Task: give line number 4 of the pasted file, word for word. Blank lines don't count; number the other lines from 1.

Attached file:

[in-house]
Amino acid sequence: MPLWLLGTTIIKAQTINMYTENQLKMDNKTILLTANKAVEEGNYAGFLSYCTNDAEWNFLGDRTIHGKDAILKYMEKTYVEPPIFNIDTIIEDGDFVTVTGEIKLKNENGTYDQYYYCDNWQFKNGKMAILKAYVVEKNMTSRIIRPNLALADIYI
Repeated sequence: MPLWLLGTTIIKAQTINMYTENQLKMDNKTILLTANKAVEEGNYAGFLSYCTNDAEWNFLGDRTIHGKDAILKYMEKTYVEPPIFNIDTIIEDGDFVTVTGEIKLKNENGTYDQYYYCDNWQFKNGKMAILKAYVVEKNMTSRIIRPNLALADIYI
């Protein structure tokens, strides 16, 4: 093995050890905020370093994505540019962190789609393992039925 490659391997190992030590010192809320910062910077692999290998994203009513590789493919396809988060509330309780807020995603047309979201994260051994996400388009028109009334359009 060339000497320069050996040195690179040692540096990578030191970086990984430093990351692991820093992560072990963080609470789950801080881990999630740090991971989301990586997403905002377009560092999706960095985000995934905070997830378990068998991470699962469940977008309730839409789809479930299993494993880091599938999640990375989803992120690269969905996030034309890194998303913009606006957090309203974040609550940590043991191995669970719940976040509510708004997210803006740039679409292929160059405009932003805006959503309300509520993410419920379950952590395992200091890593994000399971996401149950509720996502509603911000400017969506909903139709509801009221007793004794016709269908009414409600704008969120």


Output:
């Protein structure tokens, strides 16, 4: 093995050890905020370093994505540019962190789609393992039925 490659391997190992030590010192809320910062910077692999290998994203009513590789493919396809988060509330309780807020995603047309979201994260051994996400388009028109009334359009 060339000497320069050996040195690179040692540096990578030191970086990984430093990351692991820093992560072990963080609470789950801080881990999630740090991971989301990586997403905002377009560092999706960095985000995934905070997830378990068998991470699962469940977008309730839409789809479930299993494993880091599938999640990375989803992120690269969905996030034309890194998303913009606006957090309203974040609550940590043991191995669970719940976040509510708004997210803006740039679409292929160059405009932003805006959503309300509520993410419920379950952590395992200091890593994000399971996401149950509720996502509603911000400017969506909903139709509801009221007793004794016709269908009414409600704008969120």